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Discussion Starter #1 (Edited)
Hi,

Although the beginning of my title is a bit misleading (since I have been riding since I was 4-5) I finally made my first bike purchase via online. And the winner is -> Windsor Cliff 4500 White 19 inches. (Blacks were sold out and I gave the white look a try.)

I plan on self-assembling the bike once it arrives. Could you give me some suggestions on getting a necessary assembly/maintenance toolkit, lock, and helmet --with links if possible. (I have about 100$ extra to spend for these parts on top of the $300 bike purchase.)

Thanks for the suggestions.

By the way, are there any Nokia N900 users in the forum or anybody using their smartphones as a bike computer replacement for long distance biking?
 

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Discussion Starter #2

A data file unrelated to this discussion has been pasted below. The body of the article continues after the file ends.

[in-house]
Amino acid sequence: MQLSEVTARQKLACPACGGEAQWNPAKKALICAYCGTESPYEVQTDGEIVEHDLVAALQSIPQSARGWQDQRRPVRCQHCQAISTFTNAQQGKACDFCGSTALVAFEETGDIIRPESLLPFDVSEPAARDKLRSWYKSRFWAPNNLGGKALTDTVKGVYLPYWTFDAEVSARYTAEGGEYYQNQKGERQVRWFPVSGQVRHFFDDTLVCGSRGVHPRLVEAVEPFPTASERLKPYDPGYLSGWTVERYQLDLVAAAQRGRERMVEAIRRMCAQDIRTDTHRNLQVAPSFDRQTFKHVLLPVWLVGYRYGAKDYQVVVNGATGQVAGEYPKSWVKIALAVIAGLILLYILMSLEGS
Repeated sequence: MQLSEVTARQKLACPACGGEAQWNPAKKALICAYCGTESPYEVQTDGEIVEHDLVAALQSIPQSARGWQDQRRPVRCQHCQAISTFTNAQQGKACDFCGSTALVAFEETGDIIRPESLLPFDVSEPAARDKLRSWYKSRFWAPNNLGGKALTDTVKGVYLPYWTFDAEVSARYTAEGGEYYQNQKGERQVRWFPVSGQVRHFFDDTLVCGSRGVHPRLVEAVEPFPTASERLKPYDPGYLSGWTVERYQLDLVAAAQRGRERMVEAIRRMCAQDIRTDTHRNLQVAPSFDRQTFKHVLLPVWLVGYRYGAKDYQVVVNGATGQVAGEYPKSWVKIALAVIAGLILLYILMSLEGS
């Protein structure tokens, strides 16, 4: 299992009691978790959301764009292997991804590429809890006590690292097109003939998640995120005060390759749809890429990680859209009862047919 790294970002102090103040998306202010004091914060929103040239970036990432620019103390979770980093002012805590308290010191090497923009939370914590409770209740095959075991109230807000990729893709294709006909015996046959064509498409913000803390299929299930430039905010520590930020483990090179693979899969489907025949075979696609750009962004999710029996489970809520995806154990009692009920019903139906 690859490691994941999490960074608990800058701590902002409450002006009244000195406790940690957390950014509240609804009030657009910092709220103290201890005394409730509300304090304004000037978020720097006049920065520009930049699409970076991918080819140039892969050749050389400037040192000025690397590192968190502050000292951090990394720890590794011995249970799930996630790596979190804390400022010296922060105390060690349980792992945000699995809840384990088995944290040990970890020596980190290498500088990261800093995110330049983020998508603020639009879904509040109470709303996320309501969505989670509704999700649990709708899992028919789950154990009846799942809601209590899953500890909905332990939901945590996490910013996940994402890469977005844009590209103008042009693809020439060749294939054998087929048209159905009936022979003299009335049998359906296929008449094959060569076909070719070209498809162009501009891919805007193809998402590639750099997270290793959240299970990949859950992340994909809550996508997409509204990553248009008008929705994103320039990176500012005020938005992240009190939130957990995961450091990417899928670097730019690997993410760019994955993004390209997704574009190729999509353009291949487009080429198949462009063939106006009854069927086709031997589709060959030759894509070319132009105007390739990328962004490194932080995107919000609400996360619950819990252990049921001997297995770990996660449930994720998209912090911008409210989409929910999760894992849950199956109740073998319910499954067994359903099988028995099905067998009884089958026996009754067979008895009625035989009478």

The link shows the bike quite in detail (zoom in for more detail) They seem to have another Windsor 4500 in their line which has a bit different specs and + 50$ price. This could be well worth the money but I have had just 300$ to spend on a bike which in this case I even saved .05$ :D Been wondering on the net for a while for a couple days and the one that I ordered seems a good beginner bike with no tax + free shipping options in these days. I have seen a couple other nice bikes as well but the total was usually reaching up to 400$ or more.

Aside, I did a nice mountain climb/descent trip in the last summer on an about 25-26 kg weighting steel frame bike. If I had had this approx. 13-14 kg bike by then, I would have surely reached the summit. This said, I am still not sure about climbing there after passing at about 180 turns from all the way down.